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Keeping wordiness to a minimum

Back in the old days, encyclopaedia salesmen knocked on doors and were invited in to peddle their wares. We were accustomed to reading great tomes of information. But now that the internet is the vastest source of information available to civilised mankind, our reading habits have changed phenomenally. Our brains are rapidly evolving into data factories that accept and process massive loads of information on a daily basis that would never have been expected of us way back when. It is for this reason that online marketing material has to be short, concise and delivered in easily digestible chunks. Otherwise, you will lose your reader in mere seconds.

Attention spans ain’t what they used to be

People don’t have the time – or the inclination – to consume epic novels anymore. Our brains are stimulated by countless messages from our waking moments to the time we shut down in the evening. Whether you’re aware of it or not, you are subconsciously and subliminally absorbing, as if by osmosis, advertising slogans and jingles, graphics, images, logos, prices, features and benefits all day long. Is it any wonder so many of us are in danger of becoming poster children for Attention Deficit Disorder?

Have you ever noticed how people can become absorbed in reading the cereal box while they eat their breakfast? It’s not that the material on the box is so fascinating; it’s really that it’s a way to shut out the other messages that are streaming in without invitation.

Bite sized info, just like our food

We have developed a culture of snacking; not just with our food but in our consumption of information. We simply don’t ‘do’ three square meals a day anymore. We grab a burger, microwave a meal, dial a pizza, prepare instant porridge, just add water and choose snack size/bite size, handy twin packs. They’re all designed to help us keep moving, keep processing and keep functioning, even though we’re extremely busy.

Your marketing material must address this ‘snacking culture’ as well, or your audience will simply switch off. Or, to take the food analogy that one tasty morsel further, they’ll lose their appetite for what you have to offer!

“Serve up smaller portions to keep readers interested.”

How to …

Here are some ways you can serve up your information without inducing indigestion in your reader:

  • Maintain a word count of around 300 words on your web pages.
  • Break up material into short, digestible chunks that can easily be scan-read.
  • Use bullet points, sub-headings and pull quotes to draw attention to key messages.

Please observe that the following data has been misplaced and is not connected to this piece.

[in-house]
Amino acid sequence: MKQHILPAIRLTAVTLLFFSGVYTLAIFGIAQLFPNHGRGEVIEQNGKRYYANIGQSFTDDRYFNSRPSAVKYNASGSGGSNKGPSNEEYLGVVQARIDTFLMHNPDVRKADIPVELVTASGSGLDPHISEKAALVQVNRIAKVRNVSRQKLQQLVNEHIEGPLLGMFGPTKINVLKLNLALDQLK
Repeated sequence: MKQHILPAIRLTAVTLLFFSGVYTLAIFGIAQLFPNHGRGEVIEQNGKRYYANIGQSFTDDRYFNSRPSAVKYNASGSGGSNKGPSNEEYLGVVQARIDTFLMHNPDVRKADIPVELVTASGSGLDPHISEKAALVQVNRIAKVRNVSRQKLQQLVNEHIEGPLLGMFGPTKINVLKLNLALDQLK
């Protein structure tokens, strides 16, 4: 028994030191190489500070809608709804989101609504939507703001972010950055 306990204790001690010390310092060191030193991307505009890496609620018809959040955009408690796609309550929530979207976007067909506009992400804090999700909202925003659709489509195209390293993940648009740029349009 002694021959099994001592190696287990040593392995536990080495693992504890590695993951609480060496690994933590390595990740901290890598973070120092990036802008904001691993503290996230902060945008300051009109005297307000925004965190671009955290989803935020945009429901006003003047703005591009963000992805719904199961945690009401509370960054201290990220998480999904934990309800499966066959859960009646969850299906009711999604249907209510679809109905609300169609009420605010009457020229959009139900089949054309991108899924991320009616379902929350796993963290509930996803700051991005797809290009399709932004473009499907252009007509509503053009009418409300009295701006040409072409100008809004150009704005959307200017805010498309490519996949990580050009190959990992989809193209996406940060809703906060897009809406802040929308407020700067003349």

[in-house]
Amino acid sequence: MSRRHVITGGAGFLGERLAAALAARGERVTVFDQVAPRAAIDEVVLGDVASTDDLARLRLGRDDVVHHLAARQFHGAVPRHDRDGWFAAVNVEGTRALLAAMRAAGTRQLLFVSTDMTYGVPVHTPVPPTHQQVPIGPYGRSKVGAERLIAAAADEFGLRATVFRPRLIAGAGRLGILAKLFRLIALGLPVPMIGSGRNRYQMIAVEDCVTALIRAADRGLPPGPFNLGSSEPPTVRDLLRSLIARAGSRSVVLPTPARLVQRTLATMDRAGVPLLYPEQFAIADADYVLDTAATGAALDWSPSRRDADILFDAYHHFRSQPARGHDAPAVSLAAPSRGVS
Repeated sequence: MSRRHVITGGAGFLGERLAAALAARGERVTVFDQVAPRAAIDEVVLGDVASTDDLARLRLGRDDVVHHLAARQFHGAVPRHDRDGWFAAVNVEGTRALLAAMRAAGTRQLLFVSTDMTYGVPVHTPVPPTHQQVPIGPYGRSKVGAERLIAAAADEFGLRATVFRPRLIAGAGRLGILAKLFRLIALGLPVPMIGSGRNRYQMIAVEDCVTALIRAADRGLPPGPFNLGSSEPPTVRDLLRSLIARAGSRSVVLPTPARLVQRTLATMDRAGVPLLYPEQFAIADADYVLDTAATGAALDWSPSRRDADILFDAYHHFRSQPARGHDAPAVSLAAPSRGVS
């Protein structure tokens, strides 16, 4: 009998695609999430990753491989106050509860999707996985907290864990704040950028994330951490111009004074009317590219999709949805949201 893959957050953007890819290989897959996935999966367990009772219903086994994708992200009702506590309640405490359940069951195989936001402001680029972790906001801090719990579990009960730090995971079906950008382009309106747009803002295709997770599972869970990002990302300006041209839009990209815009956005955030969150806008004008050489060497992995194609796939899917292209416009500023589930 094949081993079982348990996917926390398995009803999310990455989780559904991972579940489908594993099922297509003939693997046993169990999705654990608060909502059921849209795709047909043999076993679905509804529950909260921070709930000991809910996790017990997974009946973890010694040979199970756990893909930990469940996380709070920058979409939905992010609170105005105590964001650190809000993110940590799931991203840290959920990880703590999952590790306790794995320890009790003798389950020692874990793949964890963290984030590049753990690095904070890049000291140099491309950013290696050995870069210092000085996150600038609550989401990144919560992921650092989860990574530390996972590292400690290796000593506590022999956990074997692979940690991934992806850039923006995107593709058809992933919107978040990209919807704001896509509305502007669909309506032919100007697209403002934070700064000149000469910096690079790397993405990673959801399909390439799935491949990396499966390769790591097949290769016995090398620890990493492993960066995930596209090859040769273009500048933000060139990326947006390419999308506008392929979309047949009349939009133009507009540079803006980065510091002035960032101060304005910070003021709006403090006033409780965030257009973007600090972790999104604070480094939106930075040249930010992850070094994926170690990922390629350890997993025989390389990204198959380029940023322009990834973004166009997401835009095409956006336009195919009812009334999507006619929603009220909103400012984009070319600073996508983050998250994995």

• Add images to create eye appeal.
  • Avoid connector words such as ‘and’ or ‘because’ where possible as they only lengthen sentences.
  • Use Twitter to deliver valuable ‘crumbs’ of information. Known as a micro-blogging platform, Twitter demands that we fit everything we need to say into 140 characters. It’s not even measured in words; just characters!
  • Utilise URL shorteners such as bit.ly to cram more data into tight spaces.
  • Embrace what I call ‘word economy’. If you can use three words instead of ten and adequately convey your meaning, do it.

When not to minimise

Teenagers have a lot to answer for here. As arguably the biggest consumers of snack foods, they’ve really gotten the hang of condensing words, haven’t they? Their hyper-abbreviated language such as in text messages almost requires translation for the rest of us to even understand it.

  • Avoid using text-speak in your communications … unless perhaps your audience is Gen Z!
  • If the copy you’re writing absolutely demands a more generous word count, then don’t compromise on successfully conveying your message just to spare the volume.

If you find yourself writing ten course meals instead of tasting platters, consider outsourcing your writing – or at least the culling of it – to a copywriter.

What do you think?

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Gina Lofaro

Gina Lofaro

Gina Lofaro aka ‘the wordmistress’ is an Internet copywriter whose instinctive marketing intelligence and creativity lead to some clever ideas and help turn browsers into buyers and readers into fans! Gina has written countless websites for clients and is popular for her professional bios which shine an uncanny spotlight on the person’s character and experience. She will transform your newsletters from ‘ho-hum’ to ‘OMG’ and make your marketing collateral sing! For more information, visit http://www.wordmistress.com.au.

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